Massachusetts employer confidence edged lower for the second consecutive month during August, but remained comfortably in optimistic territory.

BCI.August.2017.jpgThe Associated Industries of Massachusetts Business Confidence Index (BCI) shed 0.3 points to 61.2 last month, leaving it 7.1 points higher than a year ago. The Index has been essentially flat since April and now stands 0.2 points lower than at the beginning of 2017.

Last month’s slip reflected offsetting trends in employer attitudes about conditions inside and outside their walls. Employers grew less bullish about their own companies during the month, but showed growing optimism about the national economy and about prospects for manufacturers.

“Employer confidence continues to move in a narrow range defined by broad optimism about both the state and national economies,” said Raymond G. Torto, Chair of AIM's Board of Economic Advisors (BEA) and Lecturer, Harvard Graduate School of Design.

“The steady level of confidence readings above the 60 mark reflect a state economy that grew at a 4 percent annual rate during the second quarter while maintaining a steady level of employment growth.”

The AIM Index, based on a survey of Massachusetts employers, has appeared monthly since July 1991. It is calculated on a 100-point scale, with 50 as neutral; a reading above 50 is positive, while below 50 is negative. The Index reached its historic high of 68.5 on two occasions in 1997-98, and its all-time low of 33.3 in February 2009.

The Index has remained above 50 since October 2013.

The constituent indicators that make up the overall Business Confidence Index were mixed during August.

The Massachusetts Index, assessing business conditions within the commonwealth, remained unchanged at 63.2, still 6.3 points higher than in August 2016.

The U.S. Index of national business conditions rose 2.3 points to 60.2 amid strong signs of job expansion nationally. The US Index has risen 10.6 points during the past year, more than any other element of the overall Business Confidence Index.

Still, August marked the 89th consecutive month in which employers have been more optimistic about the Massachusetts economy than the national economy.

The Current Index, which assesses overall business conditions at the time of the survey, edged up 0.1 points points to 61.3 while the Future Index, measuring expectations for six months out, dropped 0.6 points to 61.2. The Future Index ended the month 6.3 points higher than a year ago.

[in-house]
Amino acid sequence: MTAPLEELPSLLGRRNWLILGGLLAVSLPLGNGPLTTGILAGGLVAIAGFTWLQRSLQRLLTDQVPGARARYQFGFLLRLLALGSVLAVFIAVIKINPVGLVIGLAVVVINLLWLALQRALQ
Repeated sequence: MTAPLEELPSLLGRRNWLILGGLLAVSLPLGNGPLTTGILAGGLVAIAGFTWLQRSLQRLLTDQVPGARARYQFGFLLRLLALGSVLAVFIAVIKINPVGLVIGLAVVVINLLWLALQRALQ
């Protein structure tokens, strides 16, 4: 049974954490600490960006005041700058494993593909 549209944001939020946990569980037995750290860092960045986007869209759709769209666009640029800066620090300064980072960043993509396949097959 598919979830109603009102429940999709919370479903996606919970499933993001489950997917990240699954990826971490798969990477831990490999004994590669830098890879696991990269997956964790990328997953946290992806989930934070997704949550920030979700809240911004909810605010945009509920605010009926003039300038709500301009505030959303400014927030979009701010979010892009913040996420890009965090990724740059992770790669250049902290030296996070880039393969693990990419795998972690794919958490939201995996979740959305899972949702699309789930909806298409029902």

The Company Index, reflecting overall business conditions, lost 1.3 points to 60.9. The employment Index surged 2.3 points to 58.0 after losing ground during July.

Executives at manufacturing companies and those at non-manufacturing enterprises maintained almost identical confidence readings – 61.1 for manufacturers, 61.3 for non-manufacturers. The AIM Manufacturing Index has surged 9.9 points during the past year.

“Manufacturers in Massachusetts remain optimistic even though national economic signals for that sector remain mixed. The Institute for Supply Management manufacturing index was strong August, but the IHS Markit US Manufacturing PMI showed manufacturing expanding at its slowest pace since June 2016,” said Edward H. Pendergast, Managing Director of Dunn Rush & Co. in Boston and a BEA member.

Confidence was also remarkably consistent across all geographic regions of the commonwealth. Eastern Massachusetts companies posted a 61.3 reading during August versus 61.1 for companies in western Massachusetts.

AIM President and CEO Richard C. Lord, a BEA member, noted that a significant number of employers who responded to the August survey expressed frustration with the new $200 million health-insurance surcharge and the proliferation of complex and expensive employment laws.

“Amid a generally strong economy, employers feel under siege from a government and an electorate that seem willing to impose crushing financial burdens on job creators in the name of social progress,” Lord said.

“Employers are telling us that additional measures that may be headed to the statewide ballot – paid family leave, a $15 minimum wage and a punitive surtax on incomes of more than $1 million – may force them to relocate.”

Topics: AIM Business Confidence Index, Massachusetts economy, Economy

Two Bills Advance Efforts to Address Skills Shortage

Posted by Katie Holahan on Aug 14, 2017 7:30:00 AM

AIM’s Blueprint for the Next Century long-term economic plan for Massachusetts identifies the shortage of qualified workers as the central impediment to the future of the Bay State economy. Worker shortage cross almost every industry, from manufacturers in the Pioneer Valley to software companies in Boston’s Innovation District to research and engineering firms on the North Shore.